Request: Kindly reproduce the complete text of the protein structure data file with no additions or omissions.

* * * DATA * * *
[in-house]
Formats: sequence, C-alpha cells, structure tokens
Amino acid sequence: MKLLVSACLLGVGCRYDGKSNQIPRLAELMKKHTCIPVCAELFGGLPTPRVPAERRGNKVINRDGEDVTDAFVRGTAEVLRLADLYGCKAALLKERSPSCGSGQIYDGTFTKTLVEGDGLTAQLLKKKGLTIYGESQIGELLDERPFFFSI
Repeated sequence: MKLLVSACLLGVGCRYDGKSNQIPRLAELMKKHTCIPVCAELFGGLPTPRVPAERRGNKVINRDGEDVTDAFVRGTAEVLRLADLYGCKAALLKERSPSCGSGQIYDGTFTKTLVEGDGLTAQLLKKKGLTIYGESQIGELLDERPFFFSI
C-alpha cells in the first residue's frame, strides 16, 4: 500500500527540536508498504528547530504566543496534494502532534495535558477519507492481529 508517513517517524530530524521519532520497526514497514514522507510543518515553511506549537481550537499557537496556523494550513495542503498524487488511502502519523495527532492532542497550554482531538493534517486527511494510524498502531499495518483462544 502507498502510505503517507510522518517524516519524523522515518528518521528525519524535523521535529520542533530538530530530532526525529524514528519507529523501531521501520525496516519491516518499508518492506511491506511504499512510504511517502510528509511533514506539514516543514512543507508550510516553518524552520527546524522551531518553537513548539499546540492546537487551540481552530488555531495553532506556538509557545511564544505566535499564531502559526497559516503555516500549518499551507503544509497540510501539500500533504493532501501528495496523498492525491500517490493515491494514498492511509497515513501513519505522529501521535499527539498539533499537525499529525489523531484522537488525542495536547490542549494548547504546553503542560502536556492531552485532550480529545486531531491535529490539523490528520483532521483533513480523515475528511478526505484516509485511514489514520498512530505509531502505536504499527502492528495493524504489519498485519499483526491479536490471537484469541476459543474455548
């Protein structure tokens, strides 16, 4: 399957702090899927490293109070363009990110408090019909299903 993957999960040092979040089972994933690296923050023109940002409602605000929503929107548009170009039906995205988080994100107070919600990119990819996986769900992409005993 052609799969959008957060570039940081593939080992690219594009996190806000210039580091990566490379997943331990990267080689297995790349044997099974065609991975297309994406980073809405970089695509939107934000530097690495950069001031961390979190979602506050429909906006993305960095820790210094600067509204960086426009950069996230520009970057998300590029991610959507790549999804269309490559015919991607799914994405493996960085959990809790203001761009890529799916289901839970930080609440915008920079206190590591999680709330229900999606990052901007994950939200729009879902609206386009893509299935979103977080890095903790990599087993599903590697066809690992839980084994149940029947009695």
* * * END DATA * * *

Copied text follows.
[in-house]
Formats: sequence, C-alpha cells, structure tokens
Amino acid sequence: MKLLVSACLLGVGCRYDGKSNQIPRLAELMKKHTCIPVCAELFGGLPTPRVPAERRGNKVINRDGEDVTDAFVRGTAEVLRLADLYGCKAALLKERSPSCGSGQIYDGTFTKTLVEGDGLTAQLLKKKGLTIYGESQIGELLDERPFFFSI
Repeated sequence: MKLLVSACLLGVGCRYDGKSNQIPRLAELMKKHTCIPVCAELFGGLPTPRVPAERRGNKVINRDGEDVTDAFVRGTAEVLRLADLYGCKAALLKERSPSCGSGQIYDGTFTKTLVEGDGLTAQLLKKKGLTIYGESQIGELLDERPFFFSI
C-alpha cells in the first residue's frame, strides 16, 4: 500500500527540536508498504528547530504566543496534494502532534495535558477519507492481529 508517513517517524530530524521519532520497526514497514514522507510543518515553511506549537481550537499557537496556523494550513495542503498524487488511502502519523495527532492532542497550554482531538493534517486527511494510524498502531499495518483462544 502507498502510505503517507510522518517524516519524523522515518528518521528525519524535523521535529520542533530538530530530532526525529524514528519507529523501531521501520525496516519491516518499508518492506511491506511504499512510504511517502510528509511533514506539514516543514512543507508550510516553518524552520527546524522551531518553537513548539499546540492546537487551540481552530488555531495553532506556538509557545511564544505566535499564531502559526497559516503555516500549518499551507503544509497540510501539500500533504493532501501528495496523498492525491500517490493515491494514498492511509497515513501513519505522529501521535499527539498539533499537525499529525489523531484522537488525542495536547490542549494548547504546553503542560502536556492531552485532550480529545486531531491535529490539523490528520483532521483533513480523515475528511478526505484516509485511514489514520498512530505509531502505536504499527502492528495493524504489519498485519499483526491479536490471537484469541476459543474455548
């Protein structure tokens, strides 16, 4: 399957702090899927490293109070363009990110408090019909299903 993957999960040092979040089972994933690296923050023109940002409602605000929503929107548009170009039906995205988080994100107070919600990119990819996986769900992409005993 052609799969959008957060570039940081593939080992690219594009996190806000210039580091990566490379997943331990990267080689297995790349044997099974065609991975297309994406980073809405970089695509939107934000530097690495950069001031961390979190979602506050429909906006993305960095820790210094600067509204960086426009950069996230520009970057998300590029991610959507790549999804269309490559015919991607799914994405493996960085959990809790203001761009890529799916289901839970930080609440915008920079206190590591999680709330229900999606990052901007994950939200729009879902609206386009893509299935979103977080890095903790990599087993599903590697066809690992839980084994149940029947009695």